4 Tips for Saving and Managing Debt

As tuition costs continue to skyrocket, student debt has become the unfortunate new normal of the college experience. If the amassed student debt in the U.S. of $1.2 trillion were GDP, it would be the 16th largest in the entire world. In fact, the 37 million Americans who have student debt are larger than the entire population of Canada. Additionally, 69 percent of those who graduated from public and nonprofit colleges in 2013 had student loan debt, with an average of $28,400 per borrower.

A new study from Principal Financial Group found that workers who take out these loans to may be increasingly regretting the decision. In a recent online survey of American workers, conducted on The Principal’s behalf by Harris Poll, of the 39 percent of workers who reported taking out loans, almost a third (32 percent) regretted doing so, and 34 percent said taking out student loans has prevented them from achieving their financial goals.

Tips on paying for school and managing debt

Jenny Smith, Financial Services Representative at The Principal, has some tips for parents and students on how to best handle paying for college and/or graduate school, and managing their debt following graduation.

Tip #1: Don’t Make Your Budget Like a Bad Diet

Like a crash diet, being too restrictive with your budget will leave you discouraged and exhausted. And maybe hungry. When asked how difficult it is to spend money on non-essential items such as entertainment and dining out, one third indicated it is difficult, very difficult or extremely difficult for them to spend on non-essentials. The key is to be honest with yourself about your spending. Look at your spending history — you might be surprised to see where your money goes. Be sure to set a reasonable budget each month that allows you manage your debt without falling off the wagon.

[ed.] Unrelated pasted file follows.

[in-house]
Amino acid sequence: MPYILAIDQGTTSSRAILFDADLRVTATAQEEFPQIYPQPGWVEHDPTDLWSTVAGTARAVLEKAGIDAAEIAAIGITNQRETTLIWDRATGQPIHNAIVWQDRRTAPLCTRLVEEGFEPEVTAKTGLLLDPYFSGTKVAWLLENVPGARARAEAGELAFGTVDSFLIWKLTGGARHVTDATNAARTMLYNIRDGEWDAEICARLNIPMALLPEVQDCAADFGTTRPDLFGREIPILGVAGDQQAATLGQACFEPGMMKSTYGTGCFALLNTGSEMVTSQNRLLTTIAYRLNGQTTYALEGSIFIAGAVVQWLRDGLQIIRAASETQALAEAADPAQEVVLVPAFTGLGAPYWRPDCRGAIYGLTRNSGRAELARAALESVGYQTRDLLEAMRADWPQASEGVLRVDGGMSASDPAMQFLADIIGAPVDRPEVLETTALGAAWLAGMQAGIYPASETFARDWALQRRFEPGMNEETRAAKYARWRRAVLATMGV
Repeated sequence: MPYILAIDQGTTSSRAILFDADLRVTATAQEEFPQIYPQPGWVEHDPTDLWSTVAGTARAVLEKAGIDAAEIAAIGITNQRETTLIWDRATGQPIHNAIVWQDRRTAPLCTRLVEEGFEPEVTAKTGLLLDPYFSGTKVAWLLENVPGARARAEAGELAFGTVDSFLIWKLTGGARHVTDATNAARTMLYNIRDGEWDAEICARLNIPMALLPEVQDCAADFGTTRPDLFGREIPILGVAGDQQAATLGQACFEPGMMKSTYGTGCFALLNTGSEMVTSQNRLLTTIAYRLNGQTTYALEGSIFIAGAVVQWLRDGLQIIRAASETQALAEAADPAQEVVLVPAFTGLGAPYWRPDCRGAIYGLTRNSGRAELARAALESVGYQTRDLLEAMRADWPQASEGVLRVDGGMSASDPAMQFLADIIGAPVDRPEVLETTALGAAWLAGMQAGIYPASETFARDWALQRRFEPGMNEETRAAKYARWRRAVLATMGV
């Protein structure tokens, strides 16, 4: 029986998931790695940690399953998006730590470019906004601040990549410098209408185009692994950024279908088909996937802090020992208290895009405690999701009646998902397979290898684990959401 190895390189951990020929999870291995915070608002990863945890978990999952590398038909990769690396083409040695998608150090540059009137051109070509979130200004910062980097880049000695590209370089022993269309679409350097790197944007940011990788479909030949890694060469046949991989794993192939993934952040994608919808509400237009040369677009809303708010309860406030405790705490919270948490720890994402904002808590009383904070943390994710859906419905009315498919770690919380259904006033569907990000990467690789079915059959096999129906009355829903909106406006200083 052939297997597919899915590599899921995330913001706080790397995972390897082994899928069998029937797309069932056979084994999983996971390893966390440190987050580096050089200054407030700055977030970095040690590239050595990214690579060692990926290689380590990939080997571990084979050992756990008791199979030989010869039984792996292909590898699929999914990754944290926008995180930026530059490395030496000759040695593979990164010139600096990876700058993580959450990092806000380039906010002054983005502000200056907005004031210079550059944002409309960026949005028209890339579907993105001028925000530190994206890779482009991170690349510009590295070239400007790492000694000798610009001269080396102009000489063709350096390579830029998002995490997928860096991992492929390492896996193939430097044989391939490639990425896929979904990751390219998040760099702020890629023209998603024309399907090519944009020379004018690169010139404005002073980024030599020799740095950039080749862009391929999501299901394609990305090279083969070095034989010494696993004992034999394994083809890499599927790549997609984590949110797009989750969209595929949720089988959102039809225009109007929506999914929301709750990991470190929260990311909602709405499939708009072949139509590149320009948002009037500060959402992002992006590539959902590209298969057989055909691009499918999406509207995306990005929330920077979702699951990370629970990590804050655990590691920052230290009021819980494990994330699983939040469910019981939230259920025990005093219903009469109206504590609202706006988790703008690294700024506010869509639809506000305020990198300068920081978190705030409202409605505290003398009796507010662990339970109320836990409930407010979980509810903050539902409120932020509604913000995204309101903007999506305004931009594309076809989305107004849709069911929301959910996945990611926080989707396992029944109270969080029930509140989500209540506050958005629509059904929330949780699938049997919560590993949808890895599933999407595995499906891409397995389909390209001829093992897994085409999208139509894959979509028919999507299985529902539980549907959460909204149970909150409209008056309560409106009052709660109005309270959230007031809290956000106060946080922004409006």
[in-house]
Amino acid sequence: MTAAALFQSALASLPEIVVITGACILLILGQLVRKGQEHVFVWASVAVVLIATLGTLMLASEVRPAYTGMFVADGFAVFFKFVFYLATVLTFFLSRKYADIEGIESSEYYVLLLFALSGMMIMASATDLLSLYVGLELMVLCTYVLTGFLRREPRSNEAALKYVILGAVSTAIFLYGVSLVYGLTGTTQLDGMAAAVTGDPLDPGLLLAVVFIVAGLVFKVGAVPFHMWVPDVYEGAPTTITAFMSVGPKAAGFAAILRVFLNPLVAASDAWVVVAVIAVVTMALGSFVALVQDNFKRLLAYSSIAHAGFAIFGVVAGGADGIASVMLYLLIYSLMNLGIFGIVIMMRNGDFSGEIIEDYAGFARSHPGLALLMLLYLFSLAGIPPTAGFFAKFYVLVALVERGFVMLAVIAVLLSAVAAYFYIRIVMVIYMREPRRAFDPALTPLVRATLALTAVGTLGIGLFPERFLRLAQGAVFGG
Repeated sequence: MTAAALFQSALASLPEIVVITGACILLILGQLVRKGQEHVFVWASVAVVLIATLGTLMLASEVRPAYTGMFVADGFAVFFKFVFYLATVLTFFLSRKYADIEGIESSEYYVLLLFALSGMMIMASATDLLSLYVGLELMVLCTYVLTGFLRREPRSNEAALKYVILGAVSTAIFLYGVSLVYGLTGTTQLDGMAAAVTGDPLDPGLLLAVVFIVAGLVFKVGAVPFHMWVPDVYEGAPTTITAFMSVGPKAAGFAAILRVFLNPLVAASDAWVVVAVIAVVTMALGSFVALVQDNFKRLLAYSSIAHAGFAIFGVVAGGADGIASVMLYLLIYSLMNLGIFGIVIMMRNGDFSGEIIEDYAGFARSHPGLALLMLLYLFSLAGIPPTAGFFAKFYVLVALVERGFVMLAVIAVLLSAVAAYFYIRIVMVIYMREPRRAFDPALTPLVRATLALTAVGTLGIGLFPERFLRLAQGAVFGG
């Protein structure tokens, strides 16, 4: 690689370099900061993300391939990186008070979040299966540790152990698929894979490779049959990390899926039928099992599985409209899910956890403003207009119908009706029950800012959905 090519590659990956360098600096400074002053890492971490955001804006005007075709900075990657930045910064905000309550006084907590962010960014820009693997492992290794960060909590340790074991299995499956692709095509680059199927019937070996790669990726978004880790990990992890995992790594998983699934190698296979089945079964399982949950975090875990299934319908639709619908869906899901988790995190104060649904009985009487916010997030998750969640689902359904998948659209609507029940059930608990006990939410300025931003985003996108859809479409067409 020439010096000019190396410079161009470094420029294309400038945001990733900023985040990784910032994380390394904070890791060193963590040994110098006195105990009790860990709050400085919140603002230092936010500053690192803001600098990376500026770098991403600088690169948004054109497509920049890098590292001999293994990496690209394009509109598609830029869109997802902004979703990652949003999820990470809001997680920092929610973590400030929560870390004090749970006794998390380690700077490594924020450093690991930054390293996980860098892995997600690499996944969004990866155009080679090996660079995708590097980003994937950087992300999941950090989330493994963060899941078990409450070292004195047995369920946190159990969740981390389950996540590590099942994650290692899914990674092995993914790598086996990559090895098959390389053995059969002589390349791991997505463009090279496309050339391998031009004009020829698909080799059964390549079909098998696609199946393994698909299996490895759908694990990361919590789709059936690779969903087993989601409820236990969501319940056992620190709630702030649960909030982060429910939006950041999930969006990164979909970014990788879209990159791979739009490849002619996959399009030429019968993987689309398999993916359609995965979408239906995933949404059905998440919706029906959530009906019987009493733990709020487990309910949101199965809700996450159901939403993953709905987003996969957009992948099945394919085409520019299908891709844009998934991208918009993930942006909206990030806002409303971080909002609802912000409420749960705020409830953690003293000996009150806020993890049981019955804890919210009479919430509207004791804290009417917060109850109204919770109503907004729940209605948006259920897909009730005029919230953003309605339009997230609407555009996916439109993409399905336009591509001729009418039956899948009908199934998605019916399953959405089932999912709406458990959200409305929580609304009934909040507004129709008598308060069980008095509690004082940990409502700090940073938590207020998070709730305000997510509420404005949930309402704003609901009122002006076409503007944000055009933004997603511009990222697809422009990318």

Tip #2: Research All Options

According to The Principal Financial Well-Being Index, twenty-three percent of employees are saving for their children’s college education, but of that 23 percent, just over half (55 percent) are satisfied with their level of saving. Applying for scholarships is an obvious, but sometimes under-utilized approach to keep college costs down. Another opportunity to boost savings is to utilize a cash back rewards credit card and deposit your total rewards in to a 529 or other savings plan. With consistent savings, this could pay for a nice portion of debt.

Tip #3: Consider Refinancing

When asked if they’re comfortable with the amount of debt they have, about two in five employees (39 percent) are either somewhat uncomfortable or very uncomfortable with their debt level. Some loans have astronomical interest rates that can take a lifetime to pay off. In this situation, you may want to consider refinancing your student loans. By refinancing you may qualify for a lower interest rate and potentially save thousands of dollars and years of loan payments.

Tip #4: Lowest Balance First

It’s basic human behavior that when we don’t feel successful we don’t keep up our good habits. To maintain a good outlook, consider paying off the lowest balance first. This snowball approach will motivate you with a sense of accomplishment and progress on the road to fully paying off your debt.

Hear what others have to say

Many American workers find themselves stuck with student debt. So we asked, what’s the best piece of financial advice you’ve ever received?

May 2015 research on american workers

Want to learn more about the results from the May 2015 Well-Being Index report?

The Principal Financial Well-Being Index: American Workers survey was conducted online within the United States on the Principal Financial Group's behalf by Harris Poll between February 9 and February 17, 2015 among 1,111 employees. This is one in a series of quarterly studies to identify and track changes in the workplace of small and mid-sized (growing) businesses. The first Principal Financial Well-Being IndexSM survey was conducted in the United States in 2000.

For more information, contact Erica Jensen at 515-362-0049 or Hillary Gebert at 515-246-4942.